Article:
This brief collection of essays gives the reader the faintest of glimpses of prison life in America. The author was convicted of murder at the age of 18 and sentenced to life in prison, and his experiences in Walla Walla Prison are quite interesting to read about, especially given the fact that prison writings (including his own) are routinely repressed by the authorities. In fact, Longworth spent three months in solitary confinement as a result of circulating an early work, and I can’t help but wonder about the consequences of this publication.
These essays read like snatched moments, with incomplete and partial thoughts which just begin to scratch the surface of the complexity of the prison system, and what life is like for the people inside it. Longworth alludes, for example, to the way in which the system perpetuates itself, talking about his own experiences as a juvenile and mentioning the fact that he feels totally unprepared to navigate the outside world. He also discusses the daily grind and oppression of prison life, the things which become normal which those of us on the outside would never tolerate, like never really having anything to yourself, or living in a prison where water streams down the walls when it rains.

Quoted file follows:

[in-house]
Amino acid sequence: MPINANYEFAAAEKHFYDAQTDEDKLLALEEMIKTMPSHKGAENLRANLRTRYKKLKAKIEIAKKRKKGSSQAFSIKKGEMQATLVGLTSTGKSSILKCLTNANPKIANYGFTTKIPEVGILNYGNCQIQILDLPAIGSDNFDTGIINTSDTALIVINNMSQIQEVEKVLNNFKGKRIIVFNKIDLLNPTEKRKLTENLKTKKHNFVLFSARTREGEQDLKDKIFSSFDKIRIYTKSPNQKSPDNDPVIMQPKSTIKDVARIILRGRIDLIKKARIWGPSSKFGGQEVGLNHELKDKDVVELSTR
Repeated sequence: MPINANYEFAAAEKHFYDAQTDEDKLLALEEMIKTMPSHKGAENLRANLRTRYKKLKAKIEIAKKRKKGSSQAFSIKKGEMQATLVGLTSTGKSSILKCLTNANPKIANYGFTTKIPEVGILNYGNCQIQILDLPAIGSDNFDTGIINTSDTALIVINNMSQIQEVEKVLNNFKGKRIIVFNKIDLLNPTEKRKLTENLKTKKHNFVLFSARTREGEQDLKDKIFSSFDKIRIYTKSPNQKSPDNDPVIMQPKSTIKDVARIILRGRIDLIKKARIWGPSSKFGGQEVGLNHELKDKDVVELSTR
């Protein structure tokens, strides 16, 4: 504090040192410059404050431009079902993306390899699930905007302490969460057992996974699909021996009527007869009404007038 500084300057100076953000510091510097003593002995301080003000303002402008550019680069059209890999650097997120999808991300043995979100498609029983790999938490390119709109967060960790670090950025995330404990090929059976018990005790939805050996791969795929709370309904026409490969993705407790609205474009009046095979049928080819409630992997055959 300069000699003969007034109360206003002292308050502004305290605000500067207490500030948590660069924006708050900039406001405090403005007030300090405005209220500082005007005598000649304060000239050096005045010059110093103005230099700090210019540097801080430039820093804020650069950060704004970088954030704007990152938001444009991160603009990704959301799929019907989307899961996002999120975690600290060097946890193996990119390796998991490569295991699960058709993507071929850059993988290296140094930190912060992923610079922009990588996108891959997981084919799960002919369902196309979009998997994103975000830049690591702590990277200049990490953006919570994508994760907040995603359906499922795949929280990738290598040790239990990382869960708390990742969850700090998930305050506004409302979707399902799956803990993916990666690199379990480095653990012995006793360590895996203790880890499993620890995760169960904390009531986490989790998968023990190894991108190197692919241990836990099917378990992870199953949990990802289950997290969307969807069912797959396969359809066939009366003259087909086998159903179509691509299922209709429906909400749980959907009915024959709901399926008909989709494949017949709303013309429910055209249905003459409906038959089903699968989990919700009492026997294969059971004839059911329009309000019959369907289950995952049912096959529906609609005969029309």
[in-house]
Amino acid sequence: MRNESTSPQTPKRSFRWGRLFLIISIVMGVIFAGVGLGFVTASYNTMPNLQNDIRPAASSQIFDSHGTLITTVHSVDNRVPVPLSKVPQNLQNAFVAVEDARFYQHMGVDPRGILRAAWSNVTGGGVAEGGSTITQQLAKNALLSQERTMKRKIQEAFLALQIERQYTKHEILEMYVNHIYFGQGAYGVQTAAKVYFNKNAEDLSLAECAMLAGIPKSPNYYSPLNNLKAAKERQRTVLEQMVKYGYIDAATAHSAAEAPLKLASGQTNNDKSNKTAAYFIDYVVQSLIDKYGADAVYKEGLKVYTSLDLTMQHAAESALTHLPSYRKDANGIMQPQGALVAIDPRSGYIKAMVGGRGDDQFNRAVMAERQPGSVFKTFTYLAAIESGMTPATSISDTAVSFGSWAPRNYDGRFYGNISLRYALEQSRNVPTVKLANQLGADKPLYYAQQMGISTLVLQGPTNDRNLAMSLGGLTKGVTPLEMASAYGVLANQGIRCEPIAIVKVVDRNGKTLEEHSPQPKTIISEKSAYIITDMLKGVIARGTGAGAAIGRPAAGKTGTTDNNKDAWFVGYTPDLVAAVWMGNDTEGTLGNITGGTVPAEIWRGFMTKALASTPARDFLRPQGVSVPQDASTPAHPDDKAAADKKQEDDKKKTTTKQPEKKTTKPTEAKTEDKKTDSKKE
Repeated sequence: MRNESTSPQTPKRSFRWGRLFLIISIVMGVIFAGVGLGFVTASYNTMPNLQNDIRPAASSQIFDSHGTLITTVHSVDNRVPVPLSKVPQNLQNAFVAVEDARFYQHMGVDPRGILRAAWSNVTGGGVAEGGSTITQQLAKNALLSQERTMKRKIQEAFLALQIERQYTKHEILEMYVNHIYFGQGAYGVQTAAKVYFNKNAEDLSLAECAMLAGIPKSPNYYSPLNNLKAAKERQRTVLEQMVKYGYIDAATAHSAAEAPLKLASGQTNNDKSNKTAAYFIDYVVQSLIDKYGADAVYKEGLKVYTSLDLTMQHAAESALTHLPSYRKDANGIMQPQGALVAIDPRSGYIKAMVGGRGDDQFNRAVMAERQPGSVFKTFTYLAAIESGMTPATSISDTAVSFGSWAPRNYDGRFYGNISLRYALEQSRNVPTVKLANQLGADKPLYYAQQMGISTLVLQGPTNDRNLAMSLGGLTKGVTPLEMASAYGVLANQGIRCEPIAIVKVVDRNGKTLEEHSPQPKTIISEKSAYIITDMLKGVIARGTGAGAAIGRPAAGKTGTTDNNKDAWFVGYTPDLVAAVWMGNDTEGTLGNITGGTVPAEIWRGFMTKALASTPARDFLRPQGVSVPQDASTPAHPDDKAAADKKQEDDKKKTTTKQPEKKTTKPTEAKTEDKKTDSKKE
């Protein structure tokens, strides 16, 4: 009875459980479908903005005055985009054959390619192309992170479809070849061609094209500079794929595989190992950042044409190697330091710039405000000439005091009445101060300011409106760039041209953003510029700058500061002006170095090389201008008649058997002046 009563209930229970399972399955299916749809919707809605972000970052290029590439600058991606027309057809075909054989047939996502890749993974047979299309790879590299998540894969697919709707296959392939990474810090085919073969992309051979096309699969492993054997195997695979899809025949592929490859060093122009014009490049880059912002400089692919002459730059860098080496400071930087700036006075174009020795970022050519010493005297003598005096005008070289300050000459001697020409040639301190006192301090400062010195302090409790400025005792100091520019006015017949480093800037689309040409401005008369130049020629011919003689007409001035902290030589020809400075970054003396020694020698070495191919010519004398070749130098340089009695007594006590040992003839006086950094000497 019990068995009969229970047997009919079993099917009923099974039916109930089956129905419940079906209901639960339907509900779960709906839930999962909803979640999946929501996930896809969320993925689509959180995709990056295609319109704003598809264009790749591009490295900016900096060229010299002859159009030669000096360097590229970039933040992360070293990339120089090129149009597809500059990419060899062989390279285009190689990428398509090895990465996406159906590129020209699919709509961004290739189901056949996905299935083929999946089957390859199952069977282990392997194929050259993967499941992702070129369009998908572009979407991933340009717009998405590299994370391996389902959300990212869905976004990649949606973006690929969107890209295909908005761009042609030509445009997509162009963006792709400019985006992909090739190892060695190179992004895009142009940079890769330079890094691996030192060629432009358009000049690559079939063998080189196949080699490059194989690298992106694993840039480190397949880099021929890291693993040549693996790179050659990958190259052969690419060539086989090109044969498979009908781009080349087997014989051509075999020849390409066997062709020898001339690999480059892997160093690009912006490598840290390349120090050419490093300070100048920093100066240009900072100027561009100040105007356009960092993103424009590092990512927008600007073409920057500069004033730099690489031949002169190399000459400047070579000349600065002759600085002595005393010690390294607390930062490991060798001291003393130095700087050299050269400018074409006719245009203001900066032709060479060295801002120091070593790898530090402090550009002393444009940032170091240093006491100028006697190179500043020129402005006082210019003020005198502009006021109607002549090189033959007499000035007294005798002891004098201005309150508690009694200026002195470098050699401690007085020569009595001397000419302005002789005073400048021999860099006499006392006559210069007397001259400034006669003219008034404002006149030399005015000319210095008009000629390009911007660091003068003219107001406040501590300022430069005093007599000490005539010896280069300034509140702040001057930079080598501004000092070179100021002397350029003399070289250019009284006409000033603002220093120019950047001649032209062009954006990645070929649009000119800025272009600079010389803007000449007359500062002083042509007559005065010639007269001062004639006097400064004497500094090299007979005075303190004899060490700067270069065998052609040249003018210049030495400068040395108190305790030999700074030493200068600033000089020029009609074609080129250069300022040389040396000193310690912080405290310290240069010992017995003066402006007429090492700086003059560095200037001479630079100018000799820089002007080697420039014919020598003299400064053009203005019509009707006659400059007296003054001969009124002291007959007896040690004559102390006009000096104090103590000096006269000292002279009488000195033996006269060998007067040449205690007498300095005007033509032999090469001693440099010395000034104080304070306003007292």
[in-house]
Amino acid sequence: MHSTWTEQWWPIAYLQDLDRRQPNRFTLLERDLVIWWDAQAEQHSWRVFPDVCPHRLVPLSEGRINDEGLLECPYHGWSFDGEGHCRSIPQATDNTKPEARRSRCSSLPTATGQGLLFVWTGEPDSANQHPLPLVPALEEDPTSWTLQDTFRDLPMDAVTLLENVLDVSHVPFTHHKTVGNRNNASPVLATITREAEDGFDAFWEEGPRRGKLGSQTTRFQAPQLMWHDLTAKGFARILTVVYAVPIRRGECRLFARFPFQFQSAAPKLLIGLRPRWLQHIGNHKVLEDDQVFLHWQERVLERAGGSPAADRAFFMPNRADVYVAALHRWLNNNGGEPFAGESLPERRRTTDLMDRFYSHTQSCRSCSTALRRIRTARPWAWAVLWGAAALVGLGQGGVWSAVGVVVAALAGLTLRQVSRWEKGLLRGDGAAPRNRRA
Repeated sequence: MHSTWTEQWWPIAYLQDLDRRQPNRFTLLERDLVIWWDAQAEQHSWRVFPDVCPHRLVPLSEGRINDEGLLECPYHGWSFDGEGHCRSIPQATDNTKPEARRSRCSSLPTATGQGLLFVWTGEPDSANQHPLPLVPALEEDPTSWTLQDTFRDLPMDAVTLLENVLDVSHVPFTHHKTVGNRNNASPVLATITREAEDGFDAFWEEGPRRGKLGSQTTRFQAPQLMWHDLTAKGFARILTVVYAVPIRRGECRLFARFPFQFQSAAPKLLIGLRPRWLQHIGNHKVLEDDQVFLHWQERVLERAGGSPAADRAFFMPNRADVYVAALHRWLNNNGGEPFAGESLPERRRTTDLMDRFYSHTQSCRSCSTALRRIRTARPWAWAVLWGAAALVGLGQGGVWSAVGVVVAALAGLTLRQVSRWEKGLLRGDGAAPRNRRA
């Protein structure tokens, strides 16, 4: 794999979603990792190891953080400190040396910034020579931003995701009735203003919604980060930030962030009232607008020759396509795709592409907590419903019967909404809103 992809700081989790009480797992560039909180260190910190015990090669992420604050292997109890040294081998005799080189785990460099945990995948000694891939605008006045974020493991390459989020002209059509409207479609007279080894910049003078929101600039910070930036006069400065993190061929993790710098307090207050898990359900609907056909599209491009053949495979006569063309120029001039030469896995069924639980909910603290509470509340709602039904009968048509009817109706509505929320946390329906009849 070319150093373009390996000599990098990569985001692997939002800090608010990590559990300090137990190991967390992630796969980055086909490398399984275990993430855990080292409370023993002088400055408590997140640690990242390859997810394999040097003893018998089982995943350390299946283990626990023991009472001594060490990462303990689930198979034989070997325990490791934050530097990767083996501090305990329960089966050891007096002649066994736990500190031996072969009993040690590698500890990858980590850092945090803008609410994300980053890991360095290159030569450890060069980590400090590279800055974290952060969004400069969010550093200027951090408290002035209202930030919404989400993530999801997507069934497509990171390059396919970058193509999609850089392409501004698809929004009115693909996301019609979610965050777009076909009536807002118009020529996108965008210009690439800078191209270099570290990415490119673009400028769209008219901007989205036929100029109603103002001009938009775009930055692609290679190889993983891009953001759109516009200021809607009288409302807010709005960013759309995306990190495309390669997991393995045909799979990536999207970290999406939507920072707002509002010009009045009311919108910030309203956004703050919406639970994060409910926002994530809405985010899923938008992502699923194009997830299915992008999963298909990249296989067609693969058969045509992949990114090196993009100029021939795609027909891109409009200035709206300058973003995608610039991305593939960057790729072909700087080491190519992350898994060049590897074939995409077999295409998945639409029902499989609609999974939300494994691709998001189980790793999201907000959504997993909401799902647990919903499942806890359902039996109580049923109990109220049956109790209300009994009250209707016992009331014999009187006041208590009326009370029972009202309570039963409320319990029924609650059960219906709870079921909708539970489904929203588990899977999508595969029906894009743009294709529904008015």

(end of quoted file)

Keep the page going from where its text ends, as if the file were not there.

He’s also a remarkable figure in that when he entered the prison system, he had a seventh grade education. Upon asking for access to education, he was informed that because he was a lifer, educating him would have no real purpose, so he is essentially self-taught, fighting for access to educational materials. His essays are clear and elegant, with a crisp language that I really like, and they illustrate the potential present in so many people, and the shame that we should feel for denying that potential (something which he actually addresses as well).
Longworth’s references to sightings of various birds (osprey, starlings, goldfinches) are depressing in a way I can’t really articulate. It sounds trite, but I really cannot imagine what it would be like to be trapped in a place where the outside world was taken away from me, and where I ached for the sight of a single bird or some moss or something living and natural. These essays reminded me of an essay I heard on NPR earlier this year about a stray cat who became the darling of a bunch of prisoners before the prison trapped the cat and took it away (presumably to be murdered at the hands of Animal Control), and they made me question the humanity of our prison system.
Is incarceration necessary? Are mandatory sentencing laws a good idea? Are there more humane ways that we could be incarcerating people, if we think that’s what needs to be done? These are all issues which I ponder, and writing from prisoners is one of the best ways to explore those issues for those of us who have not experienced the prison system at first hand.
The Prison Diary of Arthur Longworth #199180, by Arthur Longworth. Edited by Leonard Cirino. Published 2008, 24 pages. Biography. (Available from Pygmy Forest Press, for those who would like a copy.)
(Note: Leonard is my godfather, but I promise that didn’t entitle him to a special pass on this book review. The Prison Diary really is good, and you really should read it.)